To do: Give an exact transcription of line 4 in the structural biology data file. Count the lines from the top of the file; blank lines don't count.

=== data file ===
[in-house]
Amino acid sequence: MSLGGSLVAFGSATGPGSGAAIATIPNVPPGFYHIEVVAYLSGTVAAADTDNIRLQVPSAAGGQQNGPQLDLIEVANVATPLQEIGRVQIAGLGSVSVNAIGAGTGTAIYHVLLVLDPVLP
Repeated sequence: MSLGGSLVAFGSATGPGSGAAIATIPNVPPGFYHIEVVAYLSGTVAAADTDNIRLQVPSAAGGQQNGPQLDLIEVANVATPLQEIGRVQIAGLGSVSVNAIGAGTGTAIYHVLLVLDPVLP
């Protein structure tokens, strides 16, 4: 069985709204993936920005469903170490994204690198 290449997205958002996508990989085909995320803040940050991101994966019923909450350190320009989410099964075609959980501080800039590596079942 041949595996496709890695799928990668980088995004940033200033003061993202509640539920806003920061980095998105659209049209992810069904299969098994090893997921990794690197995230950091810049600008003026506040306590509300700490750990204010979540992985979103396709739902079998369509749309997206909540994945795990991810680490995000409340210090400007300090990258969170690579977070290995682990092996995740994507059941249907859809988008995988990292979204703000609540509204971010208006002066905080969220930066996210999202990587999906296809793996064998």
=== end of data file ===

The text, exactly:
């Protein structure tokens, strides 16, 4: 069985709204993936920005469903170490994204690198 290449997205958002996508990989085909995320803040940050991101994966019923909450350190320009989410099964075609959980501080800039590596079942 041949595996496709890695799928990668980088995004940033200033003061993202509640539920806003920061980095998105659209049209992810069904299969098994090893997921990794690197995230950091810049600008003026506040306590509300700490750990204010979540992985979103396709739902079998369509749309997206909540994945795990991810680490995000409340210090400007300090990258969170690579977070290995682990092996995740994507059941249907859809988008995988990292979204703000609540509204971010208006002066905080969220930066996210999202990587999906296809793996064998």